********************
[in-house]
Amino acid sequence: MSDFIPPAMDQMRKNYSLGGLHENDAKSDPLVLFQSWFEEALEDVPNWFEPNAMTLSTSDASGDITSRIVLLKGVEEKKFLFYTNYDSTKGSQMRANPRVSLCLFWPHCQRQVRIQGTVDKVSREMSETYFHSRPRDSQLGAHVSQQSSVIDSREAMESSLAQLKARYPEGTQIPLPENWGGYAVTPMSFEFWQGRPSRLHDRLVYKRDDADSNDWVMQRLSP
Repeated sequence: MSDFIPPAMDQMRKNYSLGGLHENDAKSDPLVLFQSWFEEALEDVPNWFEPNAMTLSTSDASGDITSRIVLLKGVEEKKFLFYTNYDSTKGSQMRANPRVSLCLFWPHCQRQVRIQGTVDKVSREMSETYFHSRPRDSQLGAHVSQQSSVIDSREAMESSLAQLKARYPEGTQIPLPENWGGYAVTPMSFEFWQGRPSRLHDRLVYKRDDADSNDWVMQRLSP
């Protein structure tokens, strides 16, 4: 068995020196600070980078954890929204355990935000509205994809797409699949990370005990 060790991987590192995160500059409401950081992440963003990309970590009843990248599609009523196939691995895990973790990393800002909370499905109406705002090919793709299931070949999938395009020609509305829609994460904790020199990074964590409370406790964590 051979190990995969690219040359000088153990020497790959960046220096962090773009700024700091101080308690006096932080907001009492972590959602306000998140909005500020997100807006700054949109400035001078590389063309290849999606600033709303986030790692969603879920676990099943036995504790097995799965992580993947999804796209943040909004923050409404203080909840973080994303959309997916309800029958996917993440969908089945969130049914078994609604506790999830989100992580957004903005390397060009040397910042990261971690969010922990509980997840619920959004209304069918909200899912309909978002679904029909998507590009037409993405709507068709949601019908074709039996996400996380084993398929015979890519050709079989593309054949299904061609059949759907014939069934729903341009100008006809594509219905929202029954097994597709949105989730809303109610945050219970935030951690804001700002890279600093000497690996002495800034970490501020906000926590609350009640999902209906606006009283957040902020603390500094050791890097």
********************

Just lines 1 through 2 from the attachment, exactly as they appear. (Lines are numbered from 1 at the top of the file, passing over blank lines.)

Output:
[in-house]
Amino acid sequence: MSDFIPPAMDQMRKNYSLGGLHENDAKSDPLVLFQSWFEEALEDVPNWFEPNAMTLSTSDASGDITSRIVLLKGVEEKKFLFYTNYDSTKGSQMRANPRVSLCLFWPHCQRQVRIQGTVDKVSREMSETYFHSRPRDSQLGAHVSQQSSVIDSREAMESSLAQLKARYPEGTQIPLPENWGGYAVTPMSFEFWQGRPSRLHDRLVYKRDDADSNDWVMQRLSP